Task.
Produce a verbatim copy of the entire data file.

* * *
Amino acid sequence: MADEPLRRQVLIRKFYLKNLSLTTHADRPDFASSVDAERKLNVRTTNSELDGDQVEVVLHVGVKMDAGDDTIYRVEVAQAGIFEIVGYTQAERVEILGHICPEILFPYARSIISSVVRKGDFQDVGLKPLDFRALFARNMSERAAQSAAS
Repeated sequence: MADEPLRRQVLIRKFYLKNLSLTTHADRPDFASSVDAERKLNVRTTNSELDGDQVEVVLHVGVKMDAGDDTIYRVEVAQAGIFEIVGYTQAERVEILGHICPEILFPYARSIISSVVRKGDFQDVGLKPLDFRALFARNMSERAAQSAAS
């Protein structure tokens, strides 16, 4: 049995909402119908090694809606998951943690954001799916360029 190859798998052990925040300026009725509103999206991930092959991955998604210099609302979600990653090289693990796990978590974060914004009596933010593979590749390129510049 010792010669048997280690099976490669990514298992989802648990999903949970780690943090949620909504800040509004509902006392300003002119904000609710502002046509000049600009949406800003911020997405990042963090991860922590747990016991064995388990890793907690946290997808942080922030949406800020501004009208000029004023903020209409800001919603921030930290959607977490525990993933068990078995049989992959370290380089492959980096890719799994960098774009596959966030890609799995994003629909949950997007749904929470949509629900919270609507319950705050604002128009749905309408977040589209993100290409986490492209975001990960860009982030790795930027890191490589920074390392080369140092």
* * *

Amino acid sequence: MADEPLRRQVLIRKFYLKNLSLTTHADRPDFASSVDAERKLNVRTTNSELDGDQVEVVLHVGVKMDAGDDTIYRVEVAQAGIFEIVGYTQAERVEILGHICPEILFPYARSIISSVVRKGDFQDVGLKPLDFRALFARNMSERAAQSAAS
Repeated sequence: MADEPLRRQVLIRKFYLKNLSLTTHADRPDFASSVDAERKLNVRTTNSELDGDQVEVVLHVGVKMDAGDDTIYRVEVAQAGIFEIVGYTQAERVEILGHICPEILFPYARSIISSVVRKGDFQDVGLKPLDFRALFARNMSERAAQSAAS
């Protein structure tokens, strides 16, 4: 049995909402119908090694809606998951943690954001799916360029 190859798998052990925040300026009725509103999206991930092959991955998604210099609302979600990653090289693990796990978590974060914004009596933010593979590749390129510049 010792010669048997280690099976490669990514298992989802648990999903949970780690943090949620909504800040509004509902006392300003002119904000609710502002046509000049600009949406800003911020997405990042963090991860922590747990016991064995388990890793907690946290997808942080922030949406800020501004009208000029004023903020209409800001919603921030930290959607977490525990993933068990078995049989992959370290380089492959980096890719799994960098774009596959966030890609799995994003629909949950997007749904929470949509629900919270609507319950705050604002128009749905309408977040589209993100290409986490492209975001990960860009982030790795930027890191490589920074390392080369140092």